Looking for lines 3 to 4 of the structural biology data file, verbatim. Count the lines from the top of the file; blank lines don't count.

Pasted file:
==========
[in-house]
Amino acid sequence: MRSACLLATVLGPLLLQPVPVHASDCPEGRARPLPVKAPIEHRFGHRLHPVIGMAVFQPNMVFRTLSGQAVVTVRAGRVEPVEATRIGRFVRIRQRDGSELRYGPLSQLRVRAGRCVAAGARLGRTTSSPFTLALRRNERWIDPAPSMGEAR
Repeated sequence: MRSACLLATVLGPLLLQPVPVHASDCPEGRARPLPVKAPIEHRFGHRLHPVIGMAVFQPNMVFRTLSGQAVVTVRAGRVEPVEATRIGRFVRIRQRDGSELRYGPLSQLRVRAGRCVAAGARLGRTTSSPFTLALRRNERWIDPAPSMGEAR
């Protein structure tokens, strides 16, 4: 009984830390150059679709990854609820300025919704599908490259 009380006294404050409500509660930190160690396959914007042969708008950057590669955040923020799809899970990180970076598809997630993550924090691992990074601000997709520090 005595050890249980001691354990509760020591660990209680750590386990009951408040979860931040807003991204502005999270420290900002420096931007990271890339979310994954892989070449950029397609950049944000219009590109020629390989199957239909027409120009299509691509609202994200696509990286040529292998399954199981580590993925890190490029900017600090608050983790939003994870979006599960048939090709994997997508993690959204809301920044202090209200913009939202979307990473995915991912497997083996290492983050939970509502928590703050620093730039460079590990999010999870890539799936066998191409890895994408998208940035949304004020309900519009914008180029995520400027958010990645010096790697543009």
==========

Repeated sequence: MRSACLLATVLGPLLLQPVPVHASDCPEGRARPLPVKAPIEHRFGHRLHPVIGMAVFQPNMVFRTLSGQAVVTVRAGRVEPVEATRIGRFVRIRQRDGSELRYGPLSQLRVRAGRCVAAGARLGRTTSSPFTLALRRNERWIDPAPSMGEAR
């Protein structure tokens, strides 16, 4: 009984830390150059679709990854609820300025919704599908490259 009380006294404050409500509660930190160690396959914007042969708008950057590669955040923020799809899970990180970076598809997630993550924090691992990074601000997709520090 005595050890249980001691354990509760020591660990209680750590386990009951408040979860931040807003991204502005999270420290900002420096931007990271890339979310994954892989070449950029397609950049944000219009590109020629390989199957239909027409120009299509691509609202994200696509990286040529292998399954199981580590993925890190490029900017600090608050983790939003994870979006599960048939090709994997997508993690959204809301920044202090209200913009939202979307990473995915991912497997083996290492983050939970509502928590703050620093730039460079590990999010999870890539799936066998191409890895994408998208940035949304004020309900519009914008180029995520400027958010990645010096790697543009």